Can you install services on it -- I'd like to see if the excellent MPD (Music Player Daemon) works -- be great if I could run that from a windows console.
However installing XRDP on the Linux host and simply accessing the Linux host directly via Windows RDP seems to negate the whole point of Bash on Windows - so is it a really useful function or will it be just a Toy.
What would be nice if you had a whole Linux Virtualized environment built in including a GUI -- Linux can be made really small so the overhead shouldn't be too much at all.
There's no problem installing services. I was able to install mpc, mpd, moc but it doesn't detect a sound driver. I have yet to go back and try to resolve that. Maybe you can help us figure it out.
XRDP is good if you are not used to working on terminal screens and you rely on tools and icons (GUI) or if you are using office tools, etc. but SSH can also accomplish a lot if you know what you are doing.
I'll have a go - I'm currently rebuilding a NAS box to use Esxi and a number of VM's this weekend. When I've done that I'll have a go with the latest build. I've got a spare machine I can use for this so it doesn't matter if I totally hose it up.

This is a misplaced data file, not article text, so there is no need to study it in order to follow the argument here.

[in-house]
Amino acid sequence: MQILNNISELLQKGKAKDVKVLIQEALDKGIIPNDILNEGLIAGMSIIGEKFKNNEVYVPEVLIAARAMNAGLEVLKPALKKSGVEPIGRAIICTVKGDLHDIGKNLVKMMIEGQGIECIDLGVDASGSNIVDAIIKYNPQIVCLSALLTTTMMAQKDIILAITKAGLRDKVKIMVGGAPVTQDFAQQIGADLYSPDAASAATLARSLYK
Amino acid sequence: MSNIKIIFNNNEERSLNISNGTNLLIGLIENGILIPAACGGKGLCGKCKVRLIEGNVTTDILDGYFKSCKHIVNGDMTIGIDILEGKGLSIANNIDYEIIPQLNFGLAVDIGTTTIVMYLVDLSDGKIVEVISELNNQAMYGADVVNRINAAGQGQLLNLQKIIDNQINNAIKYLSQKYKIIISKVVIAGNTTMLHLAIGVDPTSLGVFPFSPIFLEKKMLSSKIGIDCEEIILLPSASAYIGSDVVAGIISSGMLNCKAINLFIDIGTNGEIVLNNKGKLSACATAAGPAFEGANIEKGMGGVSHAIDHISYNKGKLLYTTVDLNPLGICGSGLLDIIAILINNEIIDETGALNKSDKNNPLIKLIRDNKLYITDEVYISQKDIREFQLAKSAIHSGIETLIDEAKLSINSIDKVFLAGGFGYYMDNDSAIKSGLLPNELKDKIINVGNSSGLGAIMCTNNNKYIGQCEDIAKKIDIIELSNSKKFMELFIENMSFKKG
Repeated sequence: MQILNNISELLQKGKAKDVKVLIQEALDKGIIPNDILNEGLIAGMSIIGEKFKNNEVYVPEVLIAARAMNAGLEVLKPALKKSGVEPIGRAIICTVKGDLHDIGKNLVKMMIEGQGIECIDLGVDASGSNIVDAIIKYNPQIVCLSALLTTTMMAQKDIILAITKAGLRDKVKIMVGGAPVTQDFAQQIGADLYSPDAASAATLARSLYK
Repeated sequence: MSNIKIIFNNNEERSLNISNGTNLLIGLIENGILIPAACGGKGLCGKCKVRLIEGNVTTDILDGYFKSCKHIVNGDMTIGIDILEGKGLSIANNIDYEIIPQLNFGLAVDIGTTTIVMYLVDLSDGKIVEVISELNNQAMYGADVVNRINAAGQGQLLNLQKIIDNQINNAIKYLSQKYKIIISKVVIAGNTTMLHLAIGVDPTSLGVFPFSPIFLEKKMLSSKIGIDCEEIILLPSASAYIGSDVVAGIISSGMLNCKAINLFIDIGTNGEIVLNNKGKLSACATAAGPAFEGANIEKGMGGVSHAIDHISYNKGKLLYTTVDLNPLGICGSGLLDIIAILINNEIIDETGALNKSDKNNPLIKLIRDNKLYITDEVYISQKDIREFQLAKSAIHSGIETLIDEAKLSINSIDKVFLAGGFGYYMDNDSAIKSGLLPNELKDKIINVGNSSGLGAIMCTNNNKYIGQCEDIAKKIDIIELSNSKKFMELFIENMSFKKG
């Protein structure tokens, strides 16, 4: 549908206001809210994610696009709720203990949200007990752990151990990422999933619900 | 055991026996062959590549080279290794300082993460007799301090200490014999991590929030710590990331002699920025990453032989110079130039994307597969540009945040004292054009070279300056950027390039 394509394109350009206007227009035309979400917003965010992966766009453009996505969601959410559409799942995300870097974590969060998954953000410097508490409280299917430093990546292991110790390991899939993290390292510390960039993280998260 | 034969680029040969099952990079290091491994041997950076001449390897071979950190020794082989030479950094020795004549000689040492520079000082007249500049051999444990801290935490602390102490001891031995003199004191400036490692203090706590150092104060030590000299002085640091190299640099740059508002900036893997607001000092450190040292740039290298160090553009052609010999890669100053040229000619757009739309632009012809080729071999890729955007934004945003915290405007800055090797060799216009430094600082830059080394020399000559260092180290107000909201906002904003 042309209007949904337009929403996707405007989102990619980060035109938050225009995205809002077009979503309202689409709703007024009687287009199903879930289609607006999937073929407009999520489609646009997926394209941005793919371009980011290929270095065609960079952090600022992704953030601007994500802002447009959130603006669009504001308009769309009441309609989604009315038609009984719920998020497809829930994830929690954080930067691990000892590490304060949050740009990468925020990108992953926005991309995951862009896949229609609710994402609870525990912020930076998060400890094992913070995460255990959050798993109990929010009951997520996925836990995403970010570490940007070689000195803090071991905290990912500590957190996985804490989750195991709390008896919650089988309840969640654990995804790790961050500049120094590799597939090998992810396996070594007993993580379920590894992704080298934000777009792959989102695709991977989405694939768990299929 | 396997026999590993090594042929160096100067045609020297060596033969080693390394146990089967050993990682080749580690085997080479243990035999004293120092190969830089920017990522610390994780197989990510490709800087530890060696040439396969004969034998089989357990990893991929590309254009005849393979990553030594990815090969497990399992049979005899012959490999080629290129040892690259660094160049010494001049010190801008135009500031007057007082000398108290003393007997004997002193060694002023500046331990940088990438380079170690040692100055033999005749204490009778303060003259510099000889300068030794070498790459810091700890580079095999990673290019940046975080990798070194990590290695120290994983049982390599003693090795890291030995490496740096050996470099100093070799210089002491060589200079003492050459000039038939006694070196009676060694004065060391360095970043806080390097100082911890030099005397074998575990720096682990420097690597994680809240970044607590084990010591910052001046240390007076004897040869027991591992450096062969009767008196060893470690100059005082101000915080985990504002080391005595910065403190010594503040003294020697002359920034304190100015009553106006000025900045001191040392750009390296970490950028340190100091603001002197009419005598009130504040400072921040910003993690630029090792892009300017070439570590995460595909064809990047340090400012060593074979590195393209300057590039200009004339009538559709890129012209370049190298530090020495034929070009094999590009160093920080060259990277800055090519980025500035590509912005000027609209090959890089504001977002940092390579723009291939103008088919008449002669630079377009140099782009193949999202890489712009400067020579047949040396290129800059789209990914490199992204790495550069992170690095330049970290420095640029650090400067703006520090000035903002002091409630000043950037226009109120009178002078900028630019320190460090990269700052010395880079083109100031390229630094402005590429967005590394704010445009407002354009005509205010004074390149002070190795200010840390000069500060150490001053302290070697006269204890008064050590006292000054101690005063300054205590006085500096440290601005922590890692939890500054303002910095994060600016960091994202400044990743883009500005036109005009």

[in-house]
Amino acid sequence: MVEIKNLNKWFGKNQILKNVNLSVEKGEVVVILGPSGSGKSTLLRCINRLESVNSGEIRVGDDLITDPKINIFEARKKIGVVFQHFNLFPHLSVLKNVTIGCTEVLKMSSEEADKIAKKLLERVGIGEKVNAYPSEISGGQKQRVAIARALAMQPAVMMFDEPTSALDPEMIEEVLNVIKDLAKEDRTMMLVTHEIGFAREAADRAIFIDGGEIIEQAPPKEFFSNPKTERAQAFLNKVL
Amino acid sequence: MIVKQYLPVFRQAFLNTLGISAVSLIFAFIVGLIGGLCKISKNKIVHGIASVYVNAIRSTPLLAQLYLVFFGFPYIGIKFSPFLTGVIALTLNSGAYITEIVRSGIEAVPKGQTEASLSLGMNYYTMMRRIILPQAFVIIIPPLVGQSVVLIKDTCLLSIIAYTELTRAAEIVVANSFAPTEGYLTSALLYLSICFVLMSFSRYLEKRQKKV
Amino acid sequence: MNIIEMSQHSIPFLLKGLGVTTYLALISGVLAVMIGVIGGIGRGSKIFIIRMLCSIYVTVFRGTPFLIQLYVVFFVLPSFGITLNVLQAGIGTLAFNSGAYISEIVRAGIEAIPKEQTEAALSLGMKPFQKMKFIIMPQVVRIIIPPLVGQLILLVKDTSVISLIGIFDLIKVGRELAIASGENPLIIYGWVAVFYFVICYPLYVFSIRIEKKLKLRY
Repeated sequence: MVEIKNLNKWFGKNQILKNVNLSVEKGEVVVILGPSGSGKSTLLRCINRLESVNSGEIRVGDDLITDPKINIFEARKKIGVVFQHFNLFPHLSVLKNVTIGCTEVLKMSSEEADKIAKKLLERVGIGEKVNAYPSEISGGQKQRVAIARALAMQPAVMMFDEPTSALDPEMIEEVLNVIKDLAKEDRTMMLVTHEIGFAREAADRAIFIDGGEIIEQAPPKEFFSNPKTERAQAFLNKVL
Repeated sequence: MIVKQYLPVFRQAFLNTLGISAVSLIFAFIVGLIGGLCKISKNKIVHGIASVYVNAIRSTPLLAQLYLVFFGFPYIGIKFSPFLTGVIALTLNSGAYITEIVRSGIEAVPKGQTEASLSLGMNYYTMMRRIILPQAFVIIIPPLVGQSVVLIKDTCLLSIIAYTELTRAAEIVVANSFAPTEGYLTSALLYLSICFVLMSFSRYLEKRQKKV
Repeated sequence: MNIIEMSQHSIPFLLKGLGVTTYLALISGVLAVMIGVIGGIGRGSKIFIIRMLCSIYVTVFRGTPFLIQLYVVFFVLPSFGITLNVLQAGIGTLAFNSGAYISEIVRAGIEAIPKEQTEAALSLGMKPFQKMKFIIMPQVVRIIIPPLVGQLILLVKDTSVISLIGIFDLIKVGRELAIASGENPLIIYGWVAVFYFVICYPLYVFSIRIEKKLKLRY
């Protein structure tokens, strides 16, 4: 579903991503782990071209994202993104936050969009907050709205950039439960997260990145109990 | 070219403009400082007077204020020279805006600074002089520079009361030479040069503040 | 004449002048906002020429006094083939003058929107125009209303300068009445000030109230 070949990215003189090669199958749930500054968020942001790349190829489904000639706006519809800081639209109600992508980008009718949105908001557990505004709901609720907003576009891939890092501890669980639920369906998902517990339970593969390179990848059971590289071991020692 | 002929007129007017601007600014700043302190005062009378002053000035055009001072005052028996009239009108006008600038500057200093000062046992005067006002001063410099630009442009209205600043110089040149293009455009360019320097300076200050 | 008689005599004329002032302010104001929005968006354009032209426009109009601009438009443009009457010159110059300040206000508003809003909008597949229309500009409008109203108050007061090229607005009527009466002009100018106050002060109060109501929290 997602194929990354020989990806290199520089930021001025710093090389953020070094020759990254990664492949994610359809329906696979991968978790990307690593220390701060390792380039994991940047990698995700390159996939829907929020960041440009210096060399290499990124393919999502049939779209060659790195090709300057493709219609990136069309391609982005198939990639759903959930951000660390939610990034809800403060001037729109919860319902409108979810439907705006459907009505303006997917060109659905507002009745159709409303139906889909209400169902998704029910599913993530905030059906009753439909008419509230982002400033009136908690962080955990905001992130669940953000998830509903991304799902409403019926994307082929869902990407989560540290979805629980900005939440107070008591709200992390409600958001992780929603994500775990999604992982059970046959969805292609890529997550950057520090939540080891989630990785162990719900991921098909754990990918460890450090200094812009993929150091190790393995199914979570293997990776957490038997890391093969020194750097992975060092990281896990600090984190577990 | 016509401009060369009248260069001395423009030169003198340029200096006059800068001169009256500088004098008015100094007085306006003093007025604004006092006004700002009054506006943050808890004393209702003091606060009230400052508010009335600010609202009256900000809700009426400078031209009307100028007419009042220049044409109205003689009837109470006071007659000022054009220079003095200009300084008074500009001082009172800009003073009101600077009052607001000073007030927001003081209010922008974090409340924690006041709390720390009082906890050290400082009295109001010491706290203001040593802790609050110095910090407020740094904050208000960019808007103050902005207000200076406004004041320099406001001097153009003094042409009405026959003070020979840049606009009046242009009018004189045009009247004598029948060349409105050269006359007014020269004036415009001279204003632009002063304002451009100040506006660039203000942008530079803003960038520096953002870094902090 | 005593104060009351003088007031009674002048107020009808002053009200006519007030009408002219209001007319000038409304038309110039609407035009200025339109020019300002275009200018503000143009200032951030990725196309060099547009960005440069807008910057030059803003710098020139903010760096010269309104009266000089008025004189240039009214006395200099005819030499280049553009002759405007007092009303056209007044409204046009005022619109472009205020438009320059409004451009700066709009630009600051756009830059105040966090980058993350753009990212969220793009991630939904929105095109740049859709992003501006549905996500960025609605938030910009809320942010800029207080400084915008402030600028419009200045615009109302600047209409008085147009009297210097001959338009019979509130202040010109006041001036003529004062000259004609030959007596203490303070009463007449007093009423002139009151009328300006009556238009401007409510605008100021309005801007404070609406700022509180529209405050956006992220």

Mpd would be great as it can run command line - doesn't need a GUI. I'll see about the sound problem. Be later in the week though -- want to get my NAS server up and running again first.
After downloading Ubuntu from the store it prompts you to create a user and password. When you open bash it no longer opens root@localhost but yourname@yourWindowsPC. And you do have to use sudo now.
However through windows you have full control to %localappdata%\lxss\rootfs so it seems these authorities only apply to the bash side of things.
I found this video today on YouTube:
It is a shame the whole root directory is in %appdata% as it would be nice if it was shared amongst users but I guess that isn't the point. I also wonder if it is possible to back rootfs up and copy back after a clean install to save re-installing everything - I'll try it I guess.
Kari's tutorial and create a native boot Win10 vhd: Hyper-V - Native Boot VHD - Windows 10 Forums
Then if something screws up, just repair bootmgr with Macrium Reflect and delete the vhd
Excerpt from the tutorial:
If you are not a Windows Insider but would like to test the latest Windows Insider build to help you decide if opting in to Insider builds would be something for you, you can do it even if you have never had or used Hyper-V or would not even like to set it up.
You can download free 90 day trial Hyper-V Windows 10 virtual machines from Microsoft, both the latest official release (build 10586 when writing this) and latest Insider build (14366).
See this thread for download instructions: Windows 10 virtual machines now available on Microsoft Edge Dev - Windows 10 Forums
You don't have to setup any virtualization software, nor do you need install anything, instead when you have downloaded the vm, mount the VHD it contains as told above and you can dualboot to your chosen Windows 10 build for 90 days, for free